European Commission: Jobs for a green future
2. června 2017 | European Commission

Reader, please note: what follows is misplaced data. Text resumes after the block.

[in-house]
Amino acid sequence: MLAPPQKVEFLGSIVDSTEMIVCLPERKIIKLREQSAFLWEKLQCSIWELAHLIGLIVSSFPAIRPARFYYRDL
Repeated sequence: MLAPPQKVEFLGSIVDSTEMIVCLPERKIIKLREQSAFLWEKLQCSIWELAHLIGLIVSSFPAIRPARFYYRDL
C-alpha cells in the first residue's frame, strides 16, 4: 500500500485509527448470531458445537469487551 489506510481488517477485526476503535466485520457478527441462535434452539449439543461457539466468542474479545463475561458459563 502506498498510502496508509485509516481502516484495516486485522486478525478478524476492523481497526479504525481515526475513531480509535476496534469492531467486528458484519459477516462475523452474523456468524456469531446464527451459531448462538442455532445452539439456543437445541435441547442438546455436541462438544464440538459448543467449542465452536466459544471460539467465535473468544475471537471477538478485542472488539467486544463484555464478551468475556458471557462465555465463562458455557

The green transition – we’ve all talked about it, but are we ready to make it happen? From the Paris Climate agreement to the Circular Economy Package - the targets are in place across the European Union that will help green our environment, economy and society, but we also need the skills that will deliver. Green Week – the EU’s biggest annual event on environment policy from 29 May to 2 June – will throw the spotlight on the skills gaps and potential job opportunities in the emerging circular economy. The week's highlight will be the Green Jobs Summit on Tuesday and Wednesday – featuring Commission Vice-President Valdis Dombrovskis, Commissioner for the Environment Karmenu Vella and Commissioner for Employment Marianne Thyssen, as well as green business entrepreneurs. It will explore the role of policy makers, social partners and businesses to make sure people have the right skills for a greener economy. The Summit will also see the LIFE Awards ceremony on Tuesday evening which this year celebrates 25 years of successful EU funding for environmental projects. Today, green employment – up by 20 % since 2000 to reach 4.2 million jobs in 2014, with a total turnover of around EUR 700 billion – is permeating more sectors than ever. In addition to exploring how to facilitate green job creation, Green Week will showcase many concrete success stories from water resource management, energy efficient construction, renewable energy, eco-tourism and environment-sound urban planning. Consider former mining company Umicore that now sources precious metals from old smartphones, dead batteries and industrial scrap. It can retrieve most of the gold contained in circuit boards and transform it into 99.9 % pure solid gold bars. Umicore is planning to add to its already 10 000-strong work force of technicians, operators, chemists, administrative staff and scientists. Did you know, the Maltese Water Services Corporation has turned Malta into the first country in the Mediterranean to treat all its wastewater? Now the company’s engineers, hydrologists and other technical experts are working on recycling waste water into water for agriculture and industry instead of discharging it into the sea. Meanwhile, Innogy SE is working for a greener future by offering sustainable energy products and helping customers to use power more efficiently. Already successful in Germany, the UK, the Netherlands, Spain, Italy and Poland, Innogy SE now plans to expand outside Europe and grow its 40 000-strong work force, re-skilling traditional gas and coal sector workers along the route. Dutch company Heliox has created fast-charging electric buses to help fight air pollution in cities. Its innovative batteries can recharge a bus in under five minutes. The technology is already in place in Finland, Luxembourg, France, Denmark, the Netherlands and Germany and is set to be exported further afield. Other examples demonstrating that green jobs are part of the mainstream economy today are IKEA, SUEZ Environment and QualiBuild. Through specially-themed days, Green Week will include a major policy conference in Brussels as well as online debates, twitter chats and events across Europe to showcase emerging green jobs. The programme and some key highlights are as follows: Monday sees the official opening event in Malta and focuses on jobs in our countryside. It explores how EU policy is stimulating the creation of green jobs in nature restoration, farming, and eco-tourism. Tuesday puts the spotlight on the water sector. Is EU environmental policy encouraging innovation in the water sector making sure water is preserved as a precious resource in the circular economy? It will also be day one of the Green Jobs Summit with the Green LIFE Awards ceremony in Brussels. Wednesday: Working for a greener future: examines how, as part of the circular economy, companies and SMEs can expand their markets and create new jobs while transforming existing ones. EU funds are helping to provide training that closes the skills gaps in this transition. Thursday: Green blue jobs for oceans: looks at jobs in marine and coastal protection and restoration, aquaculture, tourism and ocean energy. Thursday features a high-level event on ‘skills needs in an evolving maritime green economy’. Friday: Green jobs in your cities: Sustainable urban development ensures cities become more liveable while stimulating innovation and creating green jobs. Green Week closes with the European Green Capital and European Green Leaf awards ceremony in this year's European Green Capital Essen. Green Week – from 29 May to 2 June 2017 - is organised by the European Commission’s Directorate-General for Environment. This key event in the environment policy calendar attracts policy-makers, leading environmentalists, stakeholders and other interested parties from across Europe and the globe. To find out more see the Green Week agenda, or visit the Multi Media News Room. You can also check out the Daily Report published each day during the week and follow #EUGreenWeek on social media. To watch selected Green Week sessions, please check the Europe by Satellite schedule from Monday 29 May to Friday 2 June.
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